Tossing and turning is the worst, which is why so many of us indulge in a bevvy to conk out faster. But a new study in the journal Alcohol suggests we’re not doing ourselves any favors — in fact, we’re just making it harder to fall asleep.
Sure, alcohol makes a glorious sedative in the short-term, but researchers from the University of Missouri School of Medicine have found that boozing it up to ride the sleep train interferes with our sleep homeostasis — the brain’s built-in system for regulating our need for sleep — and can actually cause insomnia over time.
Sleep homeostasis balances your body’s need for sleep in relation to how long you’ve been awake. During waking hours, your bod produces adenosine (a sleep-regulating substance that builds up in your blood), then breaks it down during shuteye. It essentially works as your body’s sleep gauge. The perma-groggy feeling you get on no sleep is thanks to the adenosine you didn’t have the chance to burn off.
But when you hoover a glass of wine to fall asleep faster, the alcohol messes with your sleep gauge and pressures you to saw logs before you’re naturally ready. Not only does this shift your sleep pattern, but it locks you into the lighter stages of sleep. (Hence the whole waking-up-too-soon thing once your nightcap wears off.) Long story short: repeatedly drinking before bedtime means the only REM you’ll be enjoying is the band.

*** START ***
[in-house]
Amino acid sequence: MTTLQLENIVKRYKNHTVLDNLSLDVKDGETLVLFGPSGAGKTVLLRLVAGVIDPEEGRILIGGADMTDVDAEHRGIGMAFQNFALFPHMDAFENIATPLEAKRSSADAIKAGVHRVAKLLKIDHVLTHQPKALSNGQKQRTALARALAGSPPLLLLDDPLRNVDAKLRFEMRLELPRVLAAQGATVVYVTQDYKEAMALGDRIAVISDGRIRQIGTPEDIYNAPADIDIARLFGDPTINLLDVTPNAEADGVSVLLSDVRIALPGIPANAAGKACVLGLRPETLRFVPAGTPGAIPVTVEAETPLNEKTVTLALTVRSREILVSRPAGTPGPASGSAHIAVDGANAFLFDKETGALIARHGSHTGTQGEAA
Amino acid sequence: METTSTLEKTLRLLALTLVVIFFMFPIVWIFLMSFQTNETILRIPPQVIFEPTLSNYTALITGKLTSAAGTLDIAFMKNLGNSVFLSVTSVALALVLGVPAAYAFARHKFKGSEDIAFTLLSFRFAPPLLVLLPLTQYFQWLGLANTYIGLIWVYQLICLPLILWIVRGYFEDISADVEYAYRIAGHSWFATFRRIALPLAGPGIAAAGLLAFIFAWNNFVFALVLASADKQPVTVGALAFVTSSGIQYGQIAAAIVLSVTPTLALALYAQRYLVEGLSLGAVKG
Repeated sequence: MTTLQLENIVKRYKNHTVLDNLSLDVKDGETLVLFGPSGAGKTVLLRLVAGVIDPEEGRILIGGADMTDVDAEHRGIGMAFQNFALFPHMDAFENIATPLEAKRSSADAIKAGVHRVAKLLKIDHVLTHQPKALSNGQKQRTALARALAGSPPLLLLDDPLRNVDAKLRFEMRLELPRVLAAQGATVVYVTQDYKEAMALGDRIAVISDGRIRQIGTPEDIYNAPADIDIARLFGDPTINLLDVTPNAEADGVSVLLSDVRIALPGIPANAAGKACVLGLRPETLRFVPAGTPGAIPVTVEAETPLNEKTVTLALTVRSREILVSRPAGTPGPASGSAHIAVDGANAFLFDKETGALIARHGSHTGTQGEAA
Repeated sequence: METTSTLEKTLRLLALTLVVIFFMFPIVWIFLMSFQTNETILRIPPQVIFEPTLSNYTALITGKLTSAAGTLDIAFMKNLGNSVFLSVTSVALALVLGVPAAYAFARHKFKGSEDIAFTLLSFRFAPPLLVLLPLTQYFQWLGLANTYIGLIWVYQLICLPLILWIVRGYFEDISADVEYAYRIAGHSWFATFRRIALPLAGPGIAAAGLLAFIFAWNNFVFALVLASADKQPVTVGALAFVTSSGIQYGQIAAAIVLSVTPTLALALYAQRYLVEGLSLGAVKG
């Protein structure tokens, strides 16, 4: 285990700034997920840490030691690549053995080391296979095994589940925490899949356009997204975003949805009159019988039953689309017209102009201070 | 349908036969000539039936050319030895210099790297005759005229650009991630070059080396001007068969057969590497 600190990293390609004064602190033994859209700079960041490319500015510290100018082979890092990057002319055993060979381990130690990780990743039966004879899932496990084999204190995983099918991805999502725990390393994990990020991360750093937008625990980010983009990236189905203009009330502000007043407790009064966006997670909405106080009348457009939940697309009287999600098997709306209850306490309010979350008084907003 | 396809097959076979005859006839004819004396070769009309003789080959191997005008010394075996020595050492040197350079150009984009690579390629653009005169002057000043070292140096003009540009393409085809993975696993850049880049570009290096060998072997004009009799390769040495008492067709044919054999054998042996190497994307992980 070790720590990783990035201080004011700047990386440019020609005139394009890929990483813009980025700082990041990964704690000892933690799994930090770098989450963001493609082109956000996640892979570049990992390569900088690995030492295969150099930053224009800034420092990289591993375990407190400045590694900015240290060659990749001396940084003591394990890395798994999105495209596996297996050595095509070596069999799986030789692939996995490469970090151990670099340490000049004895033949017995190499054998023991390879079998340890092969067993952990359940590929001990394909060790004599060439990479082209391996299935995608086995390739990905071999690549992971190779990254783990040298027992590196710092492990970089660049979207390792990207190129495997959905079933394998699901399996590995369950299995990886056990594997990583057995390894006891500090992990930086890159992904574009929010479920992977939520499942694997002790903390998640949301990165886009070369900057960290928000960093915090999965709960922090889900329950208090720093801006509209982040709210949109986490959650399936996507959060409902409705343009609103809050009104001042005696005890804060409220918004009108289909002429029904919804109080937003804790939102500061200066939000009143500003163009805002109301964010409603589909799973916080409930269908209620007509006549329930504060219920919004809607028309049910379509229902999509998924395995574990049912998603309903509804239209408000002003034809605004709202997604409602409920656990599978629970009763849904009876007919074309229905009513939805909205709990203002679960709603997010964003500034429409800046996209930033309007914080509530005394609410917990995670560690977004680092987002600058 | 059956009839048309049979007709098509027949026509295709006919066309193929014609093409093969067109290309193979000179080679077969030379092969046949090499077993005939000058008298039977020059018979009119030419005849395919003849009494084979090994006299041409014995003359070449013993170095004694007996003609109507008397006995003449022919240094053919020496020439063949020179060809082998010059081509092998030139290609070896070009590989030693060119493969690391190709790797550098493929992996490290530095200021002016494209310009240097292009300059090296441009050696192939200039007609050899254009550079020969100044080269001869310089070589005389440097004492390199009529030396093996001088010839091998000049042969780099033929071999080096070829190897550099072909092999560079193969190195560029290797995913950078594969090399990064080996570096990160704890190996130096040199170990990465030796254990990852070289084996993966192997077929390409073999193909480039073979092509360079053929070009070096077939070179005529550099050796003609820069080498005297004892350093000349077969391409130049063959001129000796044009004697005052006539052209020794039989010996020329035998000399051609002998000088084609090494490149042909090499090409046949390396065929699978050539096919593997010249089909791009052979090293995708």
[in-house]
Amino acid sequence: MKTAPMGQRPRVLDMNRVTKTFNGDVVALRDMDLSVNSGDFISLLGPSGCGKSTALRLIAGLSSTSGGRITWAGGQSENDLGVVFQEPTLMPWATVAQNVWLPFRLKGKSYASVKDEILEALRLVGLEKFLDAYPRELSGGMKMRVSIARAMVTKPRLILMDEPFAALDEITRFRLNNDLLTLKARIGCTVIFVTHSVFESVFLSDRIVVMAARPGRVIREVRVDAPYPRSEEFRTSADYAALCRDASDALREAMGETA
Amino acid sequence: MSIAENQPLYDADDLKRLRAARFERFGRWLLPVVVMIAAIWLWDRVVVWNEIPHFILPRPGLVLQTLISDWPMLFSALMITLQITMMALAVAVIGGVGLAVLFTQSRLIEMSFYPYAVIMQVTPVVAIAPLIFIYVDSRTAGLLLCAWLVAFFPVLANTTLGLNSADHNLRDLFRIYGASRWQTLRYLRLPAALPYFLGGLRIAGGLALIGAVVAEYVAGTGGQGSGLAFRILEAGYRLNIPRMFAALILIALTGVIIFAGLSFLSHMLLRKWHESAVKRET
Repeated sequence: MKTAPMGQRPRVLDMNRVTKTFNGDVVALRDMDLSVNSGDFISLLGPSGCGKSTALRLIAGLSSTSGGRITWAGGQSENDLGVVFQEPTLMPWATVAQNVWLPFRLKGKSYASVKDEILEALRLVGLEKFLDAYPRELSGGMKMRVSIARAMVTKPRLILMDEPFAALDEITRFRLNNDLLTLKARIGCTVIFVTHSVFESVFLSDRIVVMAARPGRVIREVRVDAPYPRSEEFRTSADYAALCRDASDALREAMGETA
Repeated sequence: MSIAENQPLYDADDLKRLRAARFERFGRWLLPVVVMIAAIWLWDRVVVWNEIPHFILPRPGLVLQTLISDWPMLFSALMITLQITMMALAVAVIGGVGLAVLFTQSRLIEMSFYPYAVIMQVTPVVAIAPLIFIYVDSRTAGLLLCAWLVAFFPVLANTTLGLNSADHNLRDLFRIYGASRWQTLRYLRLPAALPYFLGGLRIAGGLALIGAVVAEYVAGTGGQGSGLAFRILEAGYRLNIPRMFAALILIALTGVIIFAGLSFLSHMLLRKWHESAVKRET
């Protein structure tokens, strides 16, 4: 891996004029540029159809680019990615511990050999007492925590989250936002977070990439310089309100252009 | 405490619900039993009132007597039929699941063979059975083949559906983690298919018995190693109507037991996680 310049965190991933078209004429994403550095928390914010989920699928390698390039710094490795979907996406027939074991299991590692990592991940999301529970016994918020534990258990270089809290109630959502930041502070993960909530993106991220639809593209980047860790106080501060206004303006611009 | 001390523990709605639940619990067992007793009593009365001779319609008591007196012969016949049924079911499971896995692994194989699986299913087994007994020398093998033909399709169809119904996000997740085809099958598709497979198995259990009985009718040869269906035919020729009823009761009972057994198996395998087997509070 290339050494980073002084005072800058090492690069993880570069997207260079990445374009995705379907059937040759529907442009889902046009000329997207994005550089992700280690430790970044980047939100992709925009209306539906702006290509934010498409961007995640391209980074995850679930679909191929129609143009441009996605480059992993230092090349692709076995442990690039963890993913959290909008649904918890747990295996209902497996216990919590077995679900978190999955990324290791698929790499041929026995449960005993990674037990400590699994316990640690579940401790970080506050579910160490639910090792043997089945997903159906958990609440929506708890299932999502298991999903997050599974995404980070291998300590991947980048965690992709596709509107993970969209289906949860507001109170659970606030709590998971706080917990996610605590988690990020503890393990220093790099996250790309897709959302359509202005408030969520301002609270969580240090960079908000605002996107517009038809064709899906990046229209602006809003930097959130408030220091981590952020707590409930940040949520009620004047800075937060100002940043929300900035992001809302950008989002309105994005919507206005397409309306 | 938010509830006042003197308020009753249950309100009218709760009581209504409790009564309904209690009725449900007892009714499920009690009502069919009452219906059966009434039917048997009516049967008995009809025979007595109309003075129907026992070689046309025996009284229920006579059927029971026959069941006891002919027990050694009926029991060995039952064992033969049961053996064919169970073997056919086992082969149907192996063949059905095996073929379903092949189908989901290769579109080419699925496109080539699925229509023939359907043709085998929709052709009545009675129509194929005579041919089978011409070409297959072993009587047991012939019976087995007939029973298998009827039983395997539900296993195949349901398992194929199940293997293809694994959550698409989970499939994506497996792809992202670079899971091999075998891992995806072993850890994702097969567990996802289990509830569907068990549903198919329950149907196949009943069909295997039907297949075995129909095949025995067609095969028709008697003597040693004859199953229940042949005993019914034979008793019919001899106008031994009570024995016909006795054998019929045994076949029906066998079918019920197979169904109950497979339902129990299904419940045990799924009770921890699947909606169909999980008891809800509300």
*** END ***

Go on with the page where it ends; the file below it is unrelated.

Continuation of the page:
“Based on our results, it’s clear that alcohol should not be used as a sleep aid,” study author Pradeep Sahota, MD, chair of the MU School of Medicine’s Department of Neurology said in a statement. “Additionally, alcohol is a diuretic, which increases your need to go to the bathroom and causes you to wake up earlier in the morning.”
If you feel like you can’t get to sleep without your vino, it could be thanks to the withdrawal you experience without it. Researchers found that after extended periods of drinking, subjects would fall asleep quickly, but would wake up again in a few hours and wouldn’t be able to get back to sleep — and when they tried to sleep sans alcohol, they showed symptomatic insomnia.
“During acute alcohol withdrawal, subjects displayed a significant increase in wakefulness with a reduction in rapid eye movement and non-rapid movement sleep,” study author Mahesh Thakkar, Ph.D., associate professor and director of research in the MU School of Medicine’s Department of Neurology said in a statement. “This caused insomnia-like symptoms and suggests an impaired sleep homeostasis.”
Alcohol: 1. Sleep: 0.
It’s time to ditch the sauce and even the score, don’tcha think?
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